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The Historical Connection…
“Hypnosis and cognitive behavioural psychotherapy (CBT) are well suited to each other because the historical connection between them and their procedural similarities….. The use of hypnosis in cognitive behavioural therapy is as old as behavior therapy itself… Cognitive and behavioural therapies are especially compatible with the cognitive behavioural approach to hypnosis”
– Kirsch, Capofens et al, Clinical Hypnosis and Self Regulation: Cognitive Behavioural Perspectives
Most people are surprised to learn that hypnotherapy was the original psychotherapy (prior to Freud)!
Then they’re even more surprised to learn that the first behaviour therapists (really the first “science-based” psychotherapists) made extensive use of hypnosis. Including Joseph Wolpe with Systematic Desensisation, Andrew Salter with Assertiveness Training and Self Hypnosis training, and Arnold Lazarus with Multi-Modal Therapy.
However, besides the historical connections, there are a large number of key benefits that come from combining CBT with hypnosis.
16 Reasons to Combine CBT with Hypnosis
- Adding hypnosis to CBT seems to improve outcomes compared to CBT along (watch for our upcoming article on this!). A review of 18 studies that compared CBT with CBT+Hypnosis showed that 70% of people would benefit from adding hypnosis to the CBT approach.
- Hypnosis can produce profound behavioural, emotional, cognitive and physiological changes that can shorten treatment time. Clients can experience profound shifts in their emotions, thinking, physiology and behaviour through hypnosis, and this leads them to conclude “my experience could be different”. Clients become open to the possibility of change (the nurturing of hope) and begin to believe that they really can change.
Moreover the ability to deeply shift the client’s experience – allows for a vastly increased range of experience in the therapy room; while deep in hypnosis and imagining being in a challenging situation we can lead deep shifts in aspects of the client’s experience – perhaps being profoundly relaxed or becoming highly energised and proactive or a deep shift in confidence or becoming calm and accepting.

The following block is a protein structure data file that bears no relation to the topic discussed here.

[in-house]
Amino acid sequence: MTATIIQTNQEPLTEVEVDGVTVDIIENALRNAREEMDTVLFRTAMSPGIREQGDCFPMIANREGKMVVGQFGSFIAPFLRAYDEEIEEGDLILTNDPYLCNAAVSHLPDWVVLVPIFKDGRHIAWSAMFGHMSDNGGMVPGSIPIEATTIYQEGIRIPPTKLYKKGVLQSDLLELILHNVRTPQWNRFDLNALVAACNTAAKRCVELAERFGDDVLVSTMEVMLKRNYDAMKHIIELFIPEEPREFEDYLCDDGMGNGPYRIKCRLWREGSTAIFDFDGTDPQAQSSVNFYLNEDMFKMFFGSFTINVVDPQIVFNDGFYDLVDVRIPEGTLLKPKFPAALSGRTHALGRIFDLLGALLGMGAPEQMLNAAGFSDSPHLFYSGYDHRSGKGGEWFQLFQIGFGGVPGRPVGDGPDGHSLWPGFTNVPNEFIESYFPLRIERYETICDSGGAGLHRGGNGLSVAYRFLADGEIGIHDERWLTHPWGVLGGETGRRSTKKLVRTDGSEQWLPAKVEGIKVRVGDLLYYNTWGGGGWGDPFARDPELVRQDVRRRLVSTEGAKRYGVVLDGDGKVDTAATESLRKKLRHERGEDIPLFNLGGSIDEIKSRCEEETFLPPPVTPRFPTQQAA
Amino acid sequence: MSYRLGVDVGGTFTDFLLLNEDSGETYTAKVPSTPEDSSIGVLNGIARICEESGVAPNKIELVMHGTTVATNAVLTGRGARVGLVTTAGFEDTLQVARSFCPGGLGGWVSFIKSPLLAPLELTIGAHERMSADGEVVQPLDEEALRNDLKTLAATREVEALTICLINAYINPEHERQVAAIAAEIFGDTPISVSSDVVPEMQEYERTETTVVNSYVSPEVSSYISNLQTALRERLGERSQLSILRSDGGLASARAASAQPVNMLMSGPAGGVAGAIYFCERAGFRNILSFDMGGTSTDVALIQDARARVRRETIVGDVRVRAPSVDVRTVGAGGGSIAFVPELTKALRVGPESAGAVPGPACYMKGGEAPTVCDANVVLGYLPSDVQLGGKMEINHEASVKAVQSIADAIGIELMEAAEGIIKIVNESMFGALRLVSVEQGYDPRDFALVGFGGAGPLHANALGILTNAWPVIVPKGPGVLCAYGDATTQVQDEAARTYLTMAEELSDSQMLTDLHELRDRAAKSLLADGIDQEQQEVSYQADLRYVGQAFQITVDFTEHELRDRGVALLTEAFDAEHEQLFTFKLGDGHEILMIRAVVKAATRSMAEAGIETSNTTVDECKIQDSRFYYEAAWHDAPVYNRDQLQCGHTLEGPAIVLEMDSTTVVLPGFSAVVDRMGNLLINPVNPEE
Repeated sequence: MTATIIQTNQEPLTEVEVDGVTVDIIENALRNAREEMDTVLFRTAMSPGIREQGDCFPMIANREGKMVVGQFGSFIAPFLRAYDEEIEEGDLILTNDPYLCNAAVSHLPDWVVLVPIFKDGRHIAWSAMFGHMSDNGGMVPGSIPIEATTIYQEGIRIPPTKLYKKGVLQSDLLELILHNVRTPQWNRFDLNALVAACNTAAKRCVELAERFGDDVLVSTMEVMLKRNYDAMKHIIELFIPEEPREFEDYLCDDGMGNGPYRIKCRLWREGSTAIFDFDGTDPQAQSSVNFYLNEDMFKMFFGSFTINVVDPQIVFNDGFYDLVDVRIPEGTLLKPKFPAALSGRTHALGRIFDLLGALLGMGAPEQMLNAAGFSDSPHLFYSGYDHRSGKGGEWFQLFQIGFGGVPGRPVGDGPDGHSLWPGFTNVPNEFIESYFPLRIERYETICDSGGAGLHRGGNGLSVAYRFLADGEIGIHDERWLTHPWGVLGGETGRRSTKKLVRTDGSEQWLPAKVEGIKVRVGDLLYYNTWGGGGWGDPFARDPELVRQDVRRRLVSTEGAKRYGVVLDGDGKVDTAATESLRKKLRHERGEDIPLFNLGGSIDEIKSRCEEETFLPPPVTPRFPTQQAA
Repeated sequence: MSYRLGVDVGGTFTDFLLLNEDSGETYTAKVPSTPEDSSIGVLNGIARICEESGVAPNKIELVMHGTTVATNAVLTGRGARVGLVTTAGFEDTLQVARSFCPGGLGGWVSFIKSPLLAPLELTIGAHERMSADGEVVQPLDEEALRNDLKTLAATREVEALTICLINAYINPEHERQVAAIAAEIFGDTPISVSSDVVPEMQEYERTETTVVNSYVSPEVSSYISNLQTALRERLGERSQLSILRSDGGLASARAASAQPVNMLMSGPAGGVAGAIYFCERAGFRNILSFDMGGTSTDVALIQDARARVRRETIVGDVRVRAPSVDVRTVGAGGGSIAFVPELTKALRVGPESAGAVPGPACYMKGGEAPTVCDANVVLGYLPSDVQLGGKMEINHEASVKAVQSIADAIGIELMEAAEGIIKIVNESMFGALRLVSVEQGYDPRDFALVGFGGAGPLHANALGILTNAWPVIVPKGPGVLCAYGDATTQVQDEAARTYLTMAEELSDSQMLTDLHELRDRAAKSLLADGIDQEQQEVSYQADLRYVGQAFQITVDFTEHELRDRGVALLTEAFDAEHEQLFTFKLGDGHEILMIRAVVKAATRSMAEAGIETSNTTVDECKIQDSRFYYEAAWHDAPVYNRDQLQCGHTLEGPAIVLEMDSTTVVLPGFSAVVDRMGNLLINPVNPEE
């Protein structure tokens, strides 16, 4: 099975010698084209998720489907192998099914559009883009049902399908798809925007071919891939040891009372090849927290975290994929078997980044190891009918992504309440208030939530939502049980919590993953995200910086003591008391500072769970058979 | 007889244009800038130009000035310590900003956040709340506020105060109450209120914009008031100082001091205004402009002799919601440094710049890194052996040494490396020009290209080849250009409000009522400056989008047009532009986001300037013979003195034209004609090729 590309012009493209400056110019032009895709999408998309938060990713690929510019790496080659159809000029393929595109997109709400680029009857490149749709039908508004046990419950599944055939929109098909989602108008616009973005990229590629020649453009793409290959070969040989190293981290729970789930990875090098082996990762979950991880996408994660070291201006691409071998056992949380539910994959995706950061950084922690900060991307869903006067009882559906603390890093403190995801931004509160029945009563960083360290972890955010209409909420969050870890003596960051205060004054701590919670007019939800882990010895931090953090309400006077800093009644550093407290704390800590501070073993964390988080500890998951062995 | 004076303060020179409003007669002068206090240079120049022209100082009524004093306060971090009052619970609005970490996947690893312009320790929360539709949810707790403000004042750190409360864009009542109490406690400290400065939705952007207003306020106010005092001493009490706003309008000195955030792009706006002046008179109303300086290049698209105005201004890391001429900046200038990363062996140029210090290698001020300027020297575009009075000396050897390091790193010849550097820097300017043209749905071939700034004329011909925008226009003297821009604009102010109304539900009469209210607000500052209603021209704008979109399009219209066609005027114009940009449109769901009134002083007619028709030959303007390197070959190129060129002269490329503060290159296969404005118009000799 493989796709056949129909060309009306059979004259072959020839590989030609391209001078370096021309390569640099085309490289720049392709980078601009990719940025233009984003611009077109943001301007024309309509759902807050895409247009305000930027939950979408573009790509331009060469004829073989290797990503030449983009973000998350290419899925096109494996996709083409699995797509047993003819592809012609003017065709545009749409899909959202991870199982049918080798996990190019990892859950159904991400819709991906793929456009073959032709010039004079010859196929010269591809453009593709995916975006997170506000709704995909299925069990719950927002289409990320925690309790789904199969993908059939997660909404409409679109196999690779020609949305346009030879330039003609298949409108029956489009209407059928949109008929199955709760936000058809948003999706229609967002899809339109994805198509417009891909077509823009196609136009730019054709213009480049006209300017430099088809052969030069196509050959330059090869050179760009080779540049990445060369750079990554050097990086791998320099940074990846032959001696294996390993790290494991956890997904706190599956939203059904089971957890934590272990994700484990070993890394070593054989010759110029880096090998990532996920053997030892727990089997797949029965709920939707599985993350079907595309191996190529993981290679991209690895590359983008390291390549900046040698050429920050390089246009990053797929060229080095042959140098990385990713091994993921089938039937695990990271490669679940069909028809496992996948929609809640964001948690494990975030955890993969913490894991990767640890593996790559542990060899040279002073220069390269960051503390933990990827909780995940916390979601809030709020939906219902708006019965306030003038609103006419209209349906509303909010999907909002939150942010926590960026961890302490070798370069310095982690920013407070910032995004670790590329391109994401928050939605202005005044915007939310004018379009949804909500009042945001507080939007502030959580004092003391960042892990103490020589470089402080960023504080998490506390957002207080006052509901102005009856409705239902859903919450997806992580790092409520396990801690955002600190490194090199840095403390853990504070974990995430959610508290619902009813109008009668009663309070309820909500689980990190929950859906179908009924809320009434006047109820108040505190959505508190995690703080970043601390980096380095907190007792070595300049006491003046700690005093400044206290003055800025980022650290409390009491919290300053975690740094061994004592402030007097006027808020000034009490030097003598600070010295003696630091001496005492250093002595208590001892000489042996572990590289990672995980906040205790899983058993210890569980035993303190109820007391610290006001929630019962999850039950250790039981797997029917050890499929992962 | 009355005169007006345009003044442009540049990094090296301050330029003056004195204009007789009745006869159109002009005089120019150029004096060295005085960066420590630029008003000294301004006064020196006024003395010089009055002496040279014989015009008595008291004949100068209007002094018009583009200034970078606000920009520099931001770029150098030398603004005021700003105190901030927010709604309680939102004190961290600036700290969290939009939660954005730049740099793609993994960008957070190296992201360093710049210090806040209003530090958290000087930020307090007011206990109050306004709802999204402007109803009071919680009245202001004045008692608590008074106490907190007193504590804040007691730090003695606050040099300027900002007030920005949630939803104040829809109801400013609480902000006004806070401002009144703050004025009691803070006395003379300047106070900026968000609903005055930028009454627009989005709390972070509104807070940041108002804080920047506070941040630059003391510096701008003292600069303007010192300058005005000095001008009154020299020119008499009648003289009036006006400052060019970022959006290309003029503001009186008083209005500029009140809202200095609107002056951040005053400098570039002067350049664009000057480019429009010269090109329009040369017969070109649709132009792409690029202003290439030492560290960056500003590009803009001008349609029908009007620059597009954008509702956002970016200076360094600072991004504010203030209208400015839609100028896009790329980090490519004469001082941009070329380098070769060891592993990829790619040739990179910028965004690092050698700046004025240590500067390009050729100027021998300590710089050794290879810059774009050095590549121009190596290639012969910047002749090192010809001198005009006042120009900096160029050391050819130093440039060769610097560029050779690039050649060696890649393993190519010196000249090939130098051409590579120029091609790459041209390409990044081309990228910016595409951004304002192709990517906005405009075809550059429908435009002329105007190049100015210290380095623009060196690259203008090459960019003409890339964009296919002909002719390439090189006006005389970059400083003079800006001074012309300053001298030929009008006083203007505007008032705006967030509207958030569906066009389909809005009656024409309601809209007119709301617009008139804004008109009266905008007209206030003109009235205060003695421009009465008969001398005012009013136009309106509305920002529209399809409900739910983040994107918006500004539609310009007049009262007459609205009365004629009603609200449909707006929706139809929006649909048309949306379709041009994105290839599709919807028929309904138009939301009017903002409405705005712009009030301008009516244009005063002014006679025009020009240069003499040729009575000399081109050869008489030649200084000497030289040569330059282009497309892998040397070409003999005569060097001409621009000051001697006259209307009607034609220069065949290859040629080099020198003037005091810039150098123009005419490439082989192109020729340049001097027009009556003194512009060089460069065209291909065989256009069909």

- Taking clients into a positive hypnosis experience can help build the therapeutic alliance (working alliance). To allow oneself to be lead into hypnosis, to close one’s eyes and focus and follow the voice and ideas presented by the therapist, is a moment where the client hands over to the therapist. A moment that can deeply increase the trust the client has in the therapist. Good hypnosis requires a real collaboration between therapist and client, and also is a very special, intimate communication between therapist and client.
- Heightened expectation to treatment due to perceived “power of hypnosis” – essentially a powerful placebo effect! If you ask the question “In addition to CBT I can also use hypnosis and teach you self-hypnosis, do you think that would help?” If the answer is yes – then it is nearly negligent not to use hypnosis! The client has just stated that hypnosis will improve the outcome of the therapy – due to the power of expectation this will become a self-fulfilling prophecy. The placebo response is very much due to expectation – we get well because we expect to get well. Hypnosis is, in many ways, a profound non-deceptive placebo. We ask the client to imagine the improvements they would like in their life
- Hypnosis is capable of inducing very deep relaxation which is central to some CBT treatments. From phobia treatments to helping with Generalised Anxiety Disorder to helping clients cope with stress or problem solve – or simply to rest and heal better – relaxation is a key component of each of these treatment approaches. Moreover it is easy to create cues or triggers in hypnosis which then allow clients to access the deep relaxed feeling in quick and easy ways throughout the day and especially in challenging situations.
- Hypnosis can facilitate benign detachment (e.g. from pain). One of the experiences we can create in hypnosis is that of becoming very detached, calm and observing about our experience. This experience in hypnosis not only becomes a relief from the pain but also becomes a skill the client can transfer into their daily life.
- Learn hypnosis and we can learn it’s opposite, “De-Hypnosis”, which resembles distancing or cognitive defusion in CBT. If clients learn how to do self-hypnosis (how to really focus their attention on an idea and experience it as true) – then we can teach them the reverse process of de-hypnosis: how to step back and observe thoughts and as just arbitrary thoughts. This, of course, is very similar to the skill of mindfulness.
- Hypnosis increases vividness of mental imagery and imaginal absorption (“as-if-real” imagining). The psychologist Ted Sarbin called hypnosis “believed-in-imaginings” – we are using our imagination in a special way where we choose to belief the imaginary experience is true, we do this by adopting the “imagining as-if-real”. This creates very vivid experience and in a way fools our brain into thinking that the hypnotic experience (imagination) is real. The client can have experiences in hypnosis that are very much life real life experience, creating new responses, new conditioning, new memories that will influence and “win out” against the old responses and memories that come up for them in challenging situations. So hypnosis can be a sort of “virtual reality simulator” where, in their imagination but imagining “as-if-real”, the client can experience coping and mastering the difficult situations in the their life.
- To be continued….(in Part 2)